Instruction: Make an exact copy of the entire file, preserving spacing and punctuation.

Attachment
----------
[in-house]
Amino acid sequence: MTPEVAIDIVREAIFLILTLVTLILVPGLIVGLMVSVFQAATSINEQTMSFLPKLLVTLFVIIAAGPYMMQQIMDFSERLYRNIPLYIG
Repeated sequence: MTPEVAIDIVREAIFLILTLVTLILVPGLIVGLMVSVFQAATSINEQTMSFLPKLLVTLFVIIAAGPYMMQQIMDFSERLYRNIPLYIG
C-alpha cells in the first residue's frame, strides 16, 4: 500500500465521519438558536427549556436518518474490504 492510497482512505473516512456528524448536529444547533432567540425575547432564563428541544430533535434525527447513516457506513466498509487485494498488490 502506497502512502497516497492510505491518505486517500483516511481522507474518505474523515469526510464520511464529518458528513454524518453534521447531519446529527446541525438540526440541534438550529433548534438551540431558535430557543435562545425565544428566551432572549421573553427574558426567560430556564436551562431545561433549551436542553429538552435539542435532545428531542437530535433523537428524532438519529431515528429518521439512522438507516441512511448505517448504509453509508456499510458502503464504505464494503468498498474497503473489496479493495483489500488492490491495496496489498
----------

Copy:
[in-house]
Amino acid sequence: MTPEVAIDIVREAIFLILTLVTLILVPGLIVGLMVSVFQAATSINEQTMSFLPKLLVTLFVIIAAGPYMMQQIMDFSERLYRNIPLYIG
Repeated sequence: MTPEVAIDIVREAIFLILTLVTLILVPGLIVGLMVSVFQAATSINEQTMSFLPKLLVTLFVIIAAGPYMMQQIMDFSERLYRNIPLYIG
C-alpha cells in the first residue's frame, strides 16, 4: 500500500465521519438558536427549556436518518474490504 492510497482512505473516512456528524448536529444547533432567540425575547432564563428541544430533535434525527447513516457506513466498509487485494498488490 502506497502512502497516497492510505491518505486517500483516511481522507474518505474523515469526510464520511464529518458528513454524518453534521447531519446529527446541525438540526440541534438550529433548534438551540431558535430557543435562545425565544428566551432572549421573553427574558426567560430556564436551562431545561433549551436542553429538552435539542435532545428531542437530535433523537428524532438519529431515528429518521439512522438507516441512511448505517448504509453509508456499510458502503464504505464494503468498498474497503473489496479493495483489500488492490491495496496489498